In the midst of a great year, the Middle Tennessee State University equestrian team had its spring season derailed by the coronavirus pandemic — leaving coaches and returning riders optimist about potential prospects for 2020-21 if events resume as scheduled.
Various teams’ and individuals’ scheduled trips to competitions were canceled by event organizers as the country embraced public health guidelines regarding social distancing and states across the country employed stay-at-home orders throughout the spring.
The equestrian team, which has a rich history of success, is an extension of the horse science program in the School of Agriculture, which is one of 11 College of Basic and Applied Sciences departments. Riders come from Tennessee, the South and other parts of the country.
Here’s a look at how the teams fared:
Stock Horse team
Seniors Patricia Wingate of Woodbury, Tennessee, and Kylie Small of Dallas, Georgia, sophomores Taylor Meek of Murfreesboro, Tennessee, and Hunter Huddleston of Franklin, Tennessee, and freshman Kiersten Carlisle of Dallas, Ga., were chosen to represent MTSU at the first-ever National Ranch and Stock Horse Alliance Collegiate National Show in Lubbock, Texas, in late March. Event organizers called off the event.
The team also planned to defend its national championship at the canceled American Stock Horse Association Collegiate National show April 18-20 in Sweetwater, Texas.
Wingate, Small, fellow senior MC Wade of Germantown, Tennessee, junior Lindsay Gilleland of Powder Springs, Georgia, and sophomores Huddleston and McKenzee Petree of Knoxville, Tennessee, had been chosen to represent MTSU.
“I am so proud of each and every one of these students,” stock horse coach Andrea Rego said. “They worked hard all semester, gearing up to defend our national title and represent MTSU successfully. We plan to carry our competitive spirit and preparation into the fall semester.”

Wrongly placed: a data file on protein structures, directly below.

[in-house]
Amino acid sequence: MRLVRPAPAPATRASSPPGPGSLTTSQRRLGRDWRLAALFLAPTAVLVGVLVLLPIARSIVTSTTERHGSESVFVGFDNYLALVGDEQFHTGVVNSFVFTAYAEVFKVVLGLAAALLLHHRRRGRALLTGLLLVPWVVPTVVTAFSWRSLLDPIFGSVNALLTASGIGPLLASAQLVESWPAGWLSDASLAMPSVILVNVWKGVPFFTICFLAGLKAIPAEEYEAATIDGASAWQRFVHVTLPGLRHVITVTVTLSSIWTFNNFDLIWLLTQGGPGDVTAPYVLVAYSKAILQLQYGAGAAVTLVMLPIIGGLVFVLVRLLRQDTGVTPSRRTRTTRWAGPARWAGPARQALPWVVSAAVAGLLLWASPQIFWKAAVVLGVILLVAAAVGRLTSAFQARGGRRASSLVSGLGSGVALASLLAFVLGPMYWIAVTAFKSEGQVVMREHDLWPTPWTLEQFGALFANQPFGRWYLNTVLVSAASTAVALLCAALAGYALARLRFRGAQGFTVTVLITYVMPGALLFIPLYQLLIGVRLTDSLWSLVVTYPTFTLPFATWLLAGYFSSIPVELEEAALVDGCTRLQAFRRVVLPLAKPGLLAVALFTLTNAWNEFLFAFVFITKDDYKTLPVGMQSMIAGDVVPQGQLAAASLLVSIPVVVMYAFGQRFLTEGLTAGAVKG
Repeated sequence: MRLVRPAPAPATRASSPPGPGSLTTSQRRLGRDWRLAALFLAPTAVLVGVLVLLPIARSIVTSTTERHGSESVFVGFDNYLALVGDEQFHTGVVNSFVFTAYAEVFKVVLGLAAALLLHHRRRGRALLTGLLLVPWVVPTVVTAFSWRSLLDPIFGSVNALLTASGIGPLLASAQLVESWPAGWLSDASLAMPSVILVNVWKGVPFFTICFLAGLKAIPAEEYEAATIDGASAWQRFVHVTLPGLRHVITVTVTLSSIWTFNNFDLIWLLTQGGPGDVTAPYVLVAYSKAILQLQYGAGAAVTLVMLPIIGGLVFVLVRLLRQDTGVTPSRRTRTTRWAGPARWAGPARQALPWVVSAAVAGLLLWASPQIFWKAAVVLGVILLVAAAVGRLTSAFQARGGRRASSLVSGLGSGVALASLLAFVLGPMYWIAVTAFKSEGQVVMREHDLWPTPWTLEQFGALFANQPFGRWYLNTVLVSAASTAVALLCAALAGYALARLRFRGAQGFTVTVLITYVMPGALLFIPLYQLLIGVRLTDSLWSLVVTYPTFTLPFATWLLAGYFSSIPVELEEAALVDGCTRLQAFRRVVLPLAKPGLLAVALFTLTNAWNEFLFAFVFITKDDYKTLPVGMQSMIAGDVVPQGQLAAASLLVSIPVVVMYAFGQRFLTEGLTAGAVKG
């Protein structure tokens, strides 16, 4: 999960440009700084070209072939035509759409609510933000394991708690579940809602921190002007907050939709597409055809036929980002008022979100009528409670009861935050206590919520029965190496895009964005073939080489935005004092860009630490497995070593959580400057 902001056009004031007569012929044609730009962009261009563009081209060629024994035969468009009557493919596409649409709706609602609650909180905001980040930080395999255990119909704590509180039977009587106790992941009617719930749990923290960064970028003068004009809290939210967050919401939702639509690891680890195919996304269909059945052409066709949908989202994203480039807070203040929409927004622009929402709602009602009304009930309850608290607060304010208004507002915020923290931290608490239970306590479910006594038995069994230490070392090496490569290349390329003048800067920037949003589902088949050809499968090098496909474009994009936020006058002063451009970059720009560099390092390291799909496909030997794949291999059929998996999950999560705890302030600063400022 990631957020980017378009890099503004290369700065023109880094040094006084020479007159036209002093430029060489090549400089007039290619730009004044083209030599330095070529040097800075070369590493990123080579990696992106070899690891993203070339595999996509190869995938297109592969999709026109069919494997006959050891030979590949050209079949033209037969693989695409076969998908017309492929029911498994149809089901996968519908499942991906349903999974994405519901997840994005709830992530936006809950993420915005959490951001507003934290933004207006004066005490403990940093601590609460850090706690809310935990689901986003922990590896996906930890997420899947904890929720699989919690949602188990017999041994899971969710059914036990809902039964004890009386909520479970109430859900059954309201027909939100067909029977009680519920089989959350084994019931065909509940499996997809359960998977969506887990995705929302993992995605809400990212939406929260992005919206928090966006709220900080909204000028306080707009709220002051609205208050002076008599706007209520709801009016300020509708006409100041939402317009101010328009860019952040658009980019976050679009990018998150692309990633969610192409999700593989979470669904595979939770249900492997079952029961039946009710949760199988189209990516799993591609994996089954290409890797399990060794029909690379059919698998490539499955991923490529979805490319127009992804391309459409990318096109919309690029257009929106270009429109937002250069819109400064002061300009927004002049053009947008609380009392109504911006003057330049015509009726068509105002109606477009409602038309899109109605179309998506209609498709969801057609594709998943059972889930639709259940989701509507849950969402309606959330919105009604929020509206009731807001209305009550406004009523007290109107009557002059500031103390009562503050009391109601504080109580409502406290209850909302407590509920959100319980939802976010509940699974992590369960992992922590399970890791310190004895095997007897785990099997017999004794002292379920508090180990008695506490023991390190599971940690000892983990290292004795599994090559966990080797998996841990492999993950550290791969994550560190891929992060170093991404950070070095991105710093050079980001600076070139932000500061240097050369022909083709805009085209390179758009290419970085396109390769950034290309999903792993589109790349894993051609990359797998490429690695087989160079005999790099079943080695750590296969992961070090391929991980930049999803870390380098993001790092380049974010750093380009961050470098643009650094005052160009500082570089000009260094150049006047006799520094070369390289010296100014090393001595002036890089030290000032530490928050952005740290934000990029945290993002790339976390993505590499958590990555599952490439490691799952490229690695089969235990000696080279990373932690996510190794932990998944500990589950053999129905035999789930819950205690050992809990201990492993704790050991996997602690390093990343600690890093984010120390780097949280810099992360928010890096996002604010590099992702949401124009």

The MTSU equestrian team enjoyed an outstanding year, winning the region and qualifying nine individuals for postseason competition in hunter-seat (forward seat riding style in flat and over fences) and western competition.
Both the hunter-seat and western teams qualified to advance to postseason competition referred to as zones and semifinals. Riders who advanced to compete semifinals at Blackhawk College in Galva, Illinois, included:
- Wade in Team Open Horsemanship, Team and Individual Reining.
- Wingate in Individual Level 2 Horsemanship.
- Gilleland in Individual Level 1 Horsemanship.
- Meek in Team Level 2 Horsemanship & Individual Level 1 Horsemanship.
- Sophomore Nikki Dyer of Memphis, Tennessee, in Individual Beginner Horsemanship.
- Freshman JoBeth Scarlett of New Market, Tennessee, in Team Level 1 Horsemanship.
- Freshman Austin Aguilera of Mt. Juliet, Tennessee, in Team Beginner Horsemanship.
- Carlisle in Team Rookie Horsemanship.
- Graduate student Lucas Brock of Franklin, Tennessee, in Alumni Horsemanship.
- Graduate student Kailey Vande Kamp of Gallatin, Tennessee, in Alumni Horsemanship.
Along with the success of the western team, the hunt seat team qualified for Zones competition to take place at Savannah College of Art and Design in Georgia on March 28-29. Advancing riders included:
- Freshman Lucy Reich of Mountain Brook, Alabama, in Team Open Fences and Flat, Individual Open Fences and Flat, and the Cacchione Cup Qualifying Class.
- Freshman Alyssa Kraker of Kennesaw, Georgia, in Team Intermediate Fences and Flat.
- Scarlett in Team Limit Fences and Flat.
- Aguilera in Team Introductory Flat.
- Petree in Team Novice Flat.
“As a coach, we dream of being able to work with the talented, driven and committed students in postseason competition. I want to thank them for making an unforgettable season,” coach Ariel Higgins said.